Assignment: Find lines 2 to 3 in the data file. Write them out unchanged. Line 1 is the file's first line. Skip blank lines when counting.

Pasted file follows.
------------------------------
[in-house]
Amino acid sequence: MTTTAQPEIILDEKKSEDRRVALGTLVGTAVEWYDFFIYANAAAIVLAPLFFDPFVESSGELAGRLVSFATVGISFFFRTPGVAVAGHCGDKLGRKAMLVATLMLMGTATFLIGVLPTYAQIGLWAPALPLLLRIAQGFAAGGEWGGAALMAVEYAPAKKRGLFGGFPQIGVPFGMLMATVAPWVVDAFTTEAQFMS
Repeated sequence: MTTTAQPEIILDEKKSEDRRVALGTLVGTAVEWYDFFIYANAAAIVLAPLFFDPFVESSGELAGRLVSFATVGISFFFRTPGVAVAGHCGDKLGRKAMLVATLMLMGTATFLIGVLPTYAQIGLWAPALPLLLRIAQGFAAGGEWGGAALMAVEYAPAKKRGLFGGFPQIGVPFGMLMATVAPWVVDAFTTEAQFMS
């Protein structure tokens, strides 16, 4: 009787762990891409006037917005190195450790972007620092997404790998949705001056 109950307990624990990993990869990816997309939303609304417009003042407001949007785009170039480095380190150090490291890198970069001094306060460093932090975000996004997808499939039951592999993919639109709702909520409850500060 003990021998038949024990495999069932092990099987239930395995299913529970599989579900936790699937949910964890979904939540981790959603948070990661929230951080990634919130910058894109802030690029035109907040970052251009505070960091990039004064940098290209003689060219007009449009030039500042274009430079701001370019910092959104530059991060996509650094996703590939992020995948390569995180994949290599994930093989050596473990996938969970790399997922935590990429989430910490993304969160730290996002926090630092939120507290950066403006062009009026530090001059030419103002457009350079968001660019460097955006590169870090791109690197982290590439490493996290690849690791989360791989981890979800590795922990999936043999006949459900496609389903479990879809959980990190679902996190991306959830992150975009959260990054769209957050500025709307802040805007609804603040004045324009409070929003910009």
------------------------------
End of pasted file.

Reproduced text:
Amino acid sequence: MTTTAQPEIILDEKKSEDRRVALGTLVGTAVEWYDFFIYANAAAIVLAPLFFDPFVESSGELAGRLVSFATVGISFFFRTPGVAVAGHCGDKLGRKAMLVATLMLMGTATFLIGVLPTYAQIGLWAPALPLLLRIAQGFAAGGEWGGAALMAVEYAPAKKRGLFGGFPQIGVPFGMLMATVAPWVVDAFTTEAQFMS
Repeated sequence: MTTTAQPEIILDEKKSEDRRVALGTLVGTAVEWYDFFIYANAAAIVLAPLFFDPFVESSGELAGRLVSFATVGISFFFRTPGVAVAGHCGDKLGRKAMLVATLMLMGTATFLIGVLPTYAQIGLWAPALPLLLRIAQGFAAGGEWGGAALMAVEYAPAKKRGLFGGFPQIGVPFGMLMATVAPWVVDAFTTEAQFMS